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RFID High valued asset tracking tools

Tool Tracking: Stay On Task by Staying In-the-Know

How RFID Can Save You Money and Keeps You Productive

When you are always working against the clock to complete the project by the right date, it is hard and costly to manage if you don’t have access to the right tools at the right time. Even if you aren’t actively working on these projects, like a construction worker would be for example, you can probably imagine how important it is to know at any given moment where all the required tools are on site.

The Cost of Lacking Tool Visibility

Despite that need, every year, the construction industry loses an estimated $400 million worth of tools to theft, with some estimates reaching $1 billion in losses [1]. This does not even factor in the cost of misplaced tools, lost time and replacement fees. That is why many companies turn to tool tracking systems.

Tool Tracking with RFID

If you’ve already done some research in tool tracking solutions, you have likely heard of RFID technology and its applications in asset tracking. RFID tool tracking can benefit your team, and your bottom line, in a couple ways.

Reduce Loss and Theft

On average, up to 21% of tools that were stolen alone are recovered. This does not account for tools that are lost. With an RFID tool tracking system, you can greatly reduce the number of tools that go missing. [1]

Save Time

Without a tracking system, employees could take up to 90 minutes trying to locate a missing tool. When your employees know exactly where their tools are, they can work faster with fewer interruptions.[2]

This small, automated tracking solution has nearly infinite applications. Our goal is to find the setup and type that works best for you.

Passive VS. Active RFID for Tool Tracking

Are you wondering if RFID is right for you? There is no cut-and-dry answer to this question. It all depends on your budget, how many items you wish to tag, the level of tracking require and other solution needs. Knowing the answers to these questions help to pinpoint which type of RFID tag you need to succeed: active RFID, or passive RFID.

A Quick Course in Active and Passive RFID

Active RFID

Active RFID tags come equipped with an onboard power supply and electronics. This built-in power, whether a battery of solar panel, actively transmits the data it collects to readers. Because it is always online and active, it can feed the readers with real-time data as it is received.  That also contributes to it being the more expensive of the two.

Active RFID has a longer range than its passive counterpart. In fact, some tags can read up to 300+ ft, which makes it ideal for larger job sites. In addition to tracking your tools, it can also help in tool maintenance by tracking how often it is serviced and whether it needs to be replaced.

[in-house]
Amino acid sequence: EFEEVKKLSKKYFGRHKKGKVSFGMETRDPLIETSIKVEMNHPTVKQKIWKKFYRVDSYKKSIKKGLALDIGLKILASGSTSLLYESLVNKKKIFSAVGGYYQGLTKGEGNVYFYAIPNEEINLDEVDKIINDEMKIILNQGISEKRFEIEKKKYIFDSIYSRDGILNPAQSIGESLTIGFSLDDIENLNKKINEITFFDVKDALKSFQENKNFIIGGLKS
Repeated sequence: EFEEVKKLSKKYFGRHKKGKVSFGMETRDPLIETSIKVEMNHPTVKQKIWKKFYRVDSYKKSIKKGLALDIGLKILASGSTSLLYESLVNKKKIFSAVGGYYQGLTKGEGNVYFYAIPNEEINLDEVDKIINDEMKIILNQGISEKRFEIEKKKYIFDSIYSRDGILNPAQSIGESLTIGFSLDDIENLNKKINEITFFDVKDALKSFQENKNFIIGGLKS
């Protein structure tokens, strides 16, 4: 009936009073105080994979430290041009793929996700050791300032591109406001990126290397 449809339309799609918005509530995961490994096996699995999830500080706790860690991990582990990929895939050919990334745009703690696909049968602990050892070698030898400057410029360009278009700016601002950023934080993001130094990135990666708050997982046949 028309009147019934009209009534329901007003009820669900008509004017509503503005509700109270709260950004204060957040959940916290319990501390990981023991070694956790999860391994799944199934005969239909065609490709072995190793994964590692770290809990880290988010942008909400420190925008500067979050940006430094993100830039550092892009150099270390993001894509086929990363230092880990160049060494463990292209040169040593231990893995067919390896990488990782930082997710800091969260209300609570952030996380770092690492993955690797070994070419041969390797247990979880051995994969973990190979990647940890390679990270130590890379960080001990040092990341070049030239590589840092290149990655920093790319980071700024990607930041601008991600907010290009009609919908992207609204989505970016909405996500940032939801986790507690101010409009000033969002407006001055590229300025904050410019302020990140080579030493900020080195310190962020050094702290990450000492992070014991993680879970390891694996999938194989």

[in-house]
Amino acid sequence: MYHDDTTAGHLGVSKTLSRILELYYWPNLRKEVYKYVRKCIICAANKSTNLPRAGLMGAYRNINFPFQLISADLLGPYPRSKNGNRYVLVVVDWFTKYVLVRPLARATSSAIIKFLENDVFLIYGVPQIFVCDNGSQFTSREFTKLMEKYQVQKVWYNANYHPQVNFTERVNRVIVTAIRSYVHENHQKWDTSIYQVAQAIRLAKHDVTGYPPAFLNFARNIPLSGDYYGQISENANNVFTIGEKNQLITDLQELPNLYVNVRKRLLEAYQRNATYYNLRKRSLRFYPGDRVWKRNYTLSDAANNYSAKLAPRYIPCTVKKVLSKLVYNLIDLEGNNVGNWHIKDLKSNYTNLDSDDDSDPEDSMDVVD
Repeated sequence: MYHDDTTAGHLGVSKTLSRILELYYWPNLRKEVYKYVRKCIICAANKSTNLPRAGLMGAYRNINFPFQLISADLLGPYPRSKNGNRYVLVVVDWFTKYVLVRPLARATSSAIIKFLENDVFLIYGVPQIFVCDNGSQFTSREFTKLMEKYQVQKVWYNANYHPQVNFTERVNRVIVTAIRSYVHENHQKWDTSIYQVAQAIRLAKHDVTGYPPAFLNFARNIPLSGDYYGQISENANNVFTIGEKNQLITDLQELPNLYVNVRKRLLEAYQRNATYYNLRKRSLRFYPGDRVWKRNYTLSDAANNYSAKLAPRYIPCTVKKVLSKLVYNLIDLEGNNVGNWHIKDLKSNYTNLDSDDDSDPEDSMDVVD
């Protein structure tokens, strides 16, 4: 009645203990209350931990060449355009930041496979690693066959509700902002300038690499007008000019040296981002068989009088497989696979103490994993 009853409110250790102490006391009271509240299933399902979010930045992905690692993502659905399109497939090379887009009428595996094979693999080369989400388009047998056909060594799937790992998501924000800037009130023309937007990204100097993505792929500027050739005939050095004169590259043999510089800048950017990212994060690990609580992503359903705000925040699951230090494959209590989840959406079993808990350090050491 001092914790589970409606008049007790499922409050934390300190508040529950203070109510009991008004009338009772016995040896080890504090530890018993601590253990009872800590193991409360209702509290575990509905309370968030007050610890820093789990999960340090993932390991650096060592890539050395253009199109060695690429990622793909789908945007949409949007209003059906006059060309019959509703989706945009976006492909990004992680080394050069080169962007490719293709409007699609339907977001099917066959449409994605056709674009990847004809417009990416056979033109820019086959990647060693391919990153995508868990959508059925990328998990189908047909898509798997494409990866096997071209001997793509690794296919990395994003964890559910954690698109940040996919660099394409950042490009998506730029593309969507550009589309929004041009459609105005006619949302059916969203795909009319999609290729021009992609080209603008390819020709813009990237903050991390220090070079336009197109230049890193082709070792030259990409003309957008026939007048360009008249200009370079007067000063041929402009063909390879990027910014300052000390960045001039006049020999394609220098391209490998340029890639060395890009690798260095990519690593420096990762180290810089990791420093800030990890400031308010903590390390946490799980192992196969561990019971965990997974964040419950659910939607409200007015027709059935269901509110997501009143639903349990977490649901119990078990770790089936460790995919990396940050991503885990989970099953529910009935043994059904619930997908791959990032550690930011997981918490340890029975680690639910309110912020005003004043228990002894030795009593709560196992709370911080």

Passive RFID

Let’s say you don’t need this level of visibility. Perhaps your jobsite is smaller, or you just need a system to help narrow down which area a tool is in. In a case like this, passive RFID technology may be a better fit for you.

Unlike its active counterpart, passive RFID readers scan in a shorter range known as “pinch points.” These pinch points could be at the entrances to storerooms or jobsites. This way, you can track when a tool passed through this checkpoint and if it ever left.

Another benefit to passive RFID tags is they are typically thinner than active RFID tags and do not require a power supply. The downside to this is that they only transport data when they are scanned at pinch points.

The Price Tag

On average, an active RFID tag will cost you between $15-$40, while the average cost per tag for passive RFID is $0.09-$20.

So, is RFID technology worth it for tracking your tools? The answer differs from company to company. We recommend assessing your current operations and take note of how many tools go missing or are lost during your projects on average, and how many tools you would like to track?

Most importantly, how much is it costing you to lose these tools? Are the tools high value assets? Are you spending more money in work hours than this solution would cost to implement? RFID is expensive. It may not the best option for all tool tracking. For many of our customers tracking high value assets, however, the money they save by using this technology makes RFID the easy choice.

Next Steps

Are you ready to explore your options? Check out our Need-To-Know Starter Guide for RFID Systems. Then give us a call, and we can talk through your needs and determine if RFID Tool Tracking is a good fit for you.

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